Booktrope plans to go out of business at the end of May, bringing an end to its “team publishing” platform used by ad hoc groups of authors, editors, marketers and designers to create and market print books and e-books…
With the closure, Booktrope says it will “remove all published books from sale as of May 31, 2016,” returning rights to authors as of June 1.
There’s a lot of consternation about how Booktrope went out of business when it just received $1.2 million in seed money only last year. Some of the comments on the Geekwire post aim to clear up that confusion.
The money Booktrope raised, as well as the money earned by selling books, went to four things: salaries, rent, marketing, other expenses. Most likely, the founders were paid little to nothing (and you can guarantee there are no severance packages for anybody), so those salaries were for people who were hired…
I know of a startup that closed a $2M round with a half dozen employees and went out of business in less than a year? How? Well, $1.5M of the $2M was already spent by the time the round closed. They started raising another round again as soon as the first round closed but couldn’t get it done.
What this means for authors is starting over with a new edition of the book. They should be able to link a new edition with the old to retain reviews, but finding a traditional publisher to take on a previously-published book should be very difficult without stellar sales. So self-publishing will need to be the way forward for most of these authors (though many are saying they now “need a publisher”). Additionally, covers will now have to be redesigned. Here’s the back cover of a Booktrope print edition:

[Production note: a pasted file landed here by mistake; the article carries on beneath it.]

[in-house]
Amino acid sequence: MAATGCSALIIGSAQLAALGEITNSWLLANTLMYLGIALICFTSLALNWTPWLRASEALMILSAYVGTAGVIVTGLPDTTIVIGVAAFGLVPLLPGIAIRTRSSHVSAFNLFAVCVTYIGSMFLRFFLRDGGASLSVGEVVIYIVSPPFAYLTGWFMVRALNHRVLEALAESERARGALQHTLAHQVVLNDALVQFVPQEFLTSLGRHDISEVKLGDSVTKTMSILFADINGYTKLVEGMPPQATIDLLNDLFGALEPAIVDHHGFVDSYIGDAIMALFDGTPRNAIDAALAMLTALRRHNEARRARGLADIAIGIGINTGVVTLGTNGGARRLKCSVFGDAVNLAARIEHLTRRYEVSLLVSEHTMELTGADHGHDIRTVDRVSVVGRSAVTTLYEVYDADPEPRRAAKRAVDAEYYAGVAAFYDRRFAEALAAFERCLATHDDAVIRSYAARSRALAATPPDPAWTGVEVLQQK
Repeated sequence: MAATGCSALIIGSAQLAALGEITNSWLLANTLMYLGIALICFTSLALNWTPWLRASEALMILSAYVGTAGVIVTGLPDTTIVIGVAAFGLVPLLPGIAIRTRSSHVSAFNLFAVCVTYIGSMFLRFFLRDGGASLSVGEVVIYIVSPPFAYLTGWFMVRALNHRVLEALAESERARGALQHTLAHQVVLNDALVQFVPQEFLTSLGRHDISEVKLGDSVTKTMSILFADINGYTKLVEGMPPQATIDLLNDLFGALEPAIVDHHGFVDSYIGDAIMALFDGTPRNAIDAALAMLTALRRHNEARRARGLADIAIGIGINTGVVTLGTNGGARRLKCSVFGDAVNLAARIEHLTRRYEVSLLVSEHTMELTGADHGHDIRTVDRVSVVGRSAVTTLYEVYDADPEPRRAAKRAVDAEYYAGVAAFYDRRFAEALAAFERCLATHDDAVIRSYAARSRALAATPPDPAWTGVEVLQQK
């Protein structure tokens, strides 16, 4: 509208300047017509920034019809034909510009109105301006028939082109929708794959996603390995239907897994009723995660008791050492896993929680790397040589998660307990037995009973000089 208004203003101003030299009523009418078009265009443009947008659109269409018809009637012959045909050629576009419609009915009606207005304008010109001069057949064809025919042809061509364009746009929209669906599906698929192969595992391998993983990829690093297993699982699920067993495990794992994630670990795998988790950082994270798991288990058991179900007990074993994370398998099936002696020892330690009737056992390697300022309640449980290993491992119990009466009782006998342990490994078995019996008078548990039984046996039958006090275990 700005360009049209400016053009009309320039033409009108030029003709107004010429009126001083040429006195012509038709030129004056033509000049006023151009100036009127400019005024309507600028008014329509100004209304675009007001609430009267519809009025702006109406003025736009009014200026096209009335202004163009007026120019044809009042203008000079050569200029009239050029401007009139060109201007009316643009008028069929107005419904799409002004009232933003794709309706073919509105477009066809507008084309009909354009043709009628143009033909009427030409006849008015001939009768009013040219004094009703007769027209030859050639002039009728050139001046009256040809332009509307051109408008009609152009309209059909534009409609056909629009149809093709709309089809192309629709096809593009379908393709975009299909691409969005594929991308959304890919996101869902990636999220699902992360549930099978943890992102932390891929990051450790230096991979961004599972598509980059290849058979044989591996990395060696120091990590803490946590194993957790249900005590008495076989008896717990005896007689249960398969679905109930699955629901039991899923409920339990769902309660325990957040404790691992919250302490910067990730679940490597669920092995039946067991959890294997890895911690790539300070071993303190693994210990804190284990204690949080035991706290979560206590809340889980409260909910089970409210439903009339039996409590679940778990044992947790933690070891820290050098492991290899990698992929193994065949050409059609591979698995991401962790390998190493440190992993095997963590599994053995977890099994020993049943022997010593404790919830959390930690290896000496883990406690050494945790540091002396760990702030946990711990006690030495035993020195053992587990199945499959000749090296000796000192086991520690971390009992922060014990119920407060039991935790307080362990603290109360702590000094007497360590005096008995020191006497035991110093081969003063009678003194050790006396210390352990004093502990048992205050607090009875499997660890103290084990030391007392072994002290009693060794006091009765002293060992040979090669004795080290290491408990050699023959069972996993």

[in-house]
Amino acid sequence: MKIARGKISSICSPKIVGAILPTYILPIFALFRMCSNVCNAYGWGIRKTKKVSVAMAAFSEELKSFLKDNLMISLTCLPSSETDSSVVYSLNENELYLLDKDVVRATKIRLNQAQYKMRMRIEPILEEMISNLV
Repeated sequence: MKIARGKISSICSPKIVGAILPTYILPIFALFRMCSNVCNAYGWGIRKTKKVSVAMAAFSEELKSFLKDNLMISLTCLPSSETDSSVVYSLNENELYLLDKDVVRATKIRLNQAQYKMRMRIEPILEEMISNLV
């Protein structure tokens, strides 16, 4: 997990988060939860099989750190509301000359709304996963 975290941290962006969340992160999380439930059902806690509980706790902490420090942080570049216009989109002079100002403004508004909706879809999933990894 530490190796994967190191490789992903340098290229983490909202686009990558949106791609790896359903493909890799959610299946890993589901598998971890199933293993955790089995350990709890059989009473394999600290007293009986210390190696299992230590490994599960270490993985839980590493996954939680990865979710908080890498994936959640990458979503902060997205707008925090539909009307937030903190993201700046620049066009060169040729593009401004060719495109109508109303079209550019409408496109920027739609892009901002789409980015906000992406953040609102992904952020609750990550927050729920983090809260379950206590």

This has led to authors now having to beg for sales before the May 31 deadline:
What this means is that May 31, 2016, will be your final opportunity acquire THE DOLOROUS ADVENTURE OF BROTHER BANENOSE! Without a publisher, the eBooks & paperbacks will go out of production. So if you’ve been procrastinating on trading in a tiny fraction of your income for a copy, now’s the time.
Understandably, there’s a fair amount of anger about this development – not only from authors, but from editors who were contracted by the service. Ally Bishop writes bluntly on Medium:
Neither of us have said a word publicly against Booktrope largely because we felt foolish for getting involved with them in the first place. But now, watching the flames rise from what was, at best, a foolish venture, and at worst, designed to fail, some truths should be noted, if for no other reason than to warn fellow authors and creative types.
She gets harsher:
Booktrope never placed a priority on qualifications when hiring. The people at the top had little-to-no book publishing or editing experience, yet those same people were their acquisitions team…They didn’t ask, didn’t check backgrounds, didn’t require their book marketing managers to have any previous marketing experience.
Her main conclusion is this: “Profit-sharing models in publishing don’t work.”
Generally, it seems like Booktrope did what a lot of self-publishers do: get a good cover, get edited, try this and that with marketing and hope it works. That’s fine for a single book (though the book probably won’t sell), but it’s fairly predictable that this model wouldn’t be sustainable for 1000 books at a time.
Here’s a list of blogger responses to the shutdown.
Interested authors can contact our publishing imprint Kwill Books to help get their book back to market (we will market the book anew).
Editors looking for work might look into a service like Book Butchers.